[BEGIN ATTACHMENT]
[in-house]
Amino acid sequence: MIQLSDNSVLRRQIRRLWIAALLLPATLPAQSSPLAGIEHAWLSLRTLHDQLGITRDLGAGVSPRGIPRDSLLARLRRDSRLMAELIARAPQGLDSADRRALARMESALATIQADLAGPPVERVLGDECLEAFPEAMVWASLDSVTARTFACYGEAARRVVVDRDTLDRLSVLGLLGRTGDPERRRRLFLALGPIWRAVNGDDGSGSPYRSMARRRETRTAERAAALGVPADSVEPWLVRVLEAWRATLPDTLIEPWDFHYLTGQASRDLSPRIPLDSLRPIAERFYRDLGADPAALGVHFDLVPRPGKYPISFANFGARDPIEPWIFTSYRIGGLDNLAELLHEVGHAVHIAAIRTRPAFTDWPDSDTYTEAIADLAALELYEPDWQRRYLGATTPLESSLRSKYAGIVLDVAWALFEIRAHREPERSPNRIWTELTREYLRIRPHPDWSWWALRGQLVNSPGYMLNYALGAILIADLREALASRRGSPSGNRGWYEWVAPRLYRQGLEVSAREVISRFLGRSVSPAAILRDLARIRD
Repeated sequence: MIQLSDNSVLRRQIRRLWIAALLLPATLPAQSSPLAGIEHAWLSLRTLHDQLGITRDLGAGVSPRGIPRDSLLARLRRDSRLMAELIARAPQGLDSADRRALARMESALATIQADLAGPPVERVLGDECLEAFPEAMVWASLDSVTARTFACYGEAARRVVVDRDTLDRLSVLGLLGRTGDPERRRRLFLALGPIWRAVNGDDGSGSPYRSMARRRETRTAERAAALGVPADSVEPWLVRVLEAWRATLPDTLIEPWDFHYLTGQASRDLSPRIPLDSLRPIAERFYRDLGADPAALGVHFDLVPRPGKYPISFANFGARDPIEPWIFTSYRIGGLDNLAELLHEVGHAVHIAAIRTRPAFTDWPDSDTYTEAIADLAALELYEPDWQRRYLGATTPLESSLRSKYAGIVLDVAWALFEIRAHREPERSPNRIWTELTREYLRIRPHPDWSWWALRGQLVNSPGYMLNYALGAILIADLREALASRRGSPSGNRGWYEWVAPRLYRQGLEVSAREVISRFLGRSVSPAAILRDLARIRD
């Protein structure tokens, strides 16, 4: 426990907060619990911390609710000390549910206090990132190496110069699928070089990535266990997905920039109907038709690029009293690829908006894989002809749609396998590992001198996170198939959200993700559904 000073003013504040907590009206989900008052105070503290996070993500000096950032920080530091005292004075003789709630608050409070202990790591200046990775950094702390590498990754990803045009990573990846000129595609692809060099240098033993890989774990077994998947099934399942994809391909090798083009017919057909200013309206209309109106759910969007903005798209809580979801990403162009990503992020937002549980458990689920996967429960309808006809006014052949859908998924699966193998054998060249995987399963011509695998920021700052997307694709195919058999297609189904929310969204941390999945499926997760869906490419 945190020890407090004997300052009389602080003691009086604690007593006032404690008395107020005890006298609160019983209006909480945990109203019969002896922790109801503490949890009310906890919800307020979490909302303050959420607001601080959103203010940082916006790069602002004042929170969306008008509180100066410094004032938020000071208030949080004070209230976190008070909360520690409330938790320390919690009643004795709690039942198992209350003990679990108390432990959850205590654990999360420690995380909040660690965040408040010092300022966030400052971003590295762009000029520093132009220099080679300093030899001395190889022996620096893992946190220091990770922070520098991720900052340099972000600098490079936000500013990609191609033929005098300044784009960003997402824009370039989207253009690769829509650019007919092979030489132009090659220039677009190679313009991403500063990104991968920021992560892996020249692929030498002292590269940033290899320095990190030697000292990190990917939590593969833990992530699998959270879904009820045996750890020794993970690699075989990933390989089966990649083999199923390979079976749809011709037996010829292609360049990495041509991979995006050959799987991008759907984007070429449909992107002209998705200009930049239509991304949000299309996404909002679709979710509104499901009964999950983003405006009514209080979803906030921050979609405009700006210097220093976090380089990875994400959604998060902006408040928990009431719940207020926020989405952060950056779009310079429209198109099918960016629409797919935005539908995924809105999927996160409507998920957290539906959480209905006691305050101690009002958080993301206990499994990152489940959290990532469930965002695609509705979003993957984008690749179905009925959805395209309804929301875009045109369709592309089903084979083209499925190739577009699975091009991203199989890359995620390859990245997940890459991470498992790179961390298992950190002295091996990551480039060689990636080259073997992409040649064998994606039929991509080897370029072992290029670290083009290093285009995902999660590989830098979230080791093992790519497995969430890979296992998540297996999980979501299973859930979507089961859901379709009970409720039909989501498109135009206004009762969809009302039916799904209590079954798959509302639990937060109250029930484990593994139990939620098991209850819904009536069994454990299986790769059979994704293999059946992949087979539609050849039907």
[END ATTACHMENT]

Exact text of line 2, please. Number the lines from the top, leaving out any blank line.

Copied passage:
Amino acid sequence: MIQLSDNSVLRRQIRRLWIAALLLPATLPAQSSPLAGIEHAWLSLRTLHDQLGITRDLGAGVSPRGIPRDSLLARLRRDSRLMAELIARAPQGLDSADRRALARMESALATIQADLAGPPVERVLGDECLEAFPEAMVWASLDSVTARTFACYGEAARRVVVDRDTLDRLSVLGLLGRTGDPERRRRLFLALGPIWRAVNGDDGSGSPYRSMARRRETRTAERAAALGVPADSVEPWLVRVLEAWRATLPDTLIEPWDFHYLTGQASRDLSPRIPLDSLRPIAERFYRDLGADPAALGVHFDLVPRPGKYPISFANFGARDPIEPWIFTSYRIGGLDNLAELLHEVGHAVHIAAIRTRPAFTDWPDSDTYTEAIADLAALELYEPDWQRRYLGATTPLESSLRSKYAGIVLDVAWALFEIRAHREPERSPNRIWTELTREYLRIRPHPDWSWWALRGQLVNSPGYMLNYALGAILIADLREALASRRGSPSGNRGWYEWVAPRLYRQGLEVSAREVISRFLGRSVSPAAILRDLARIRD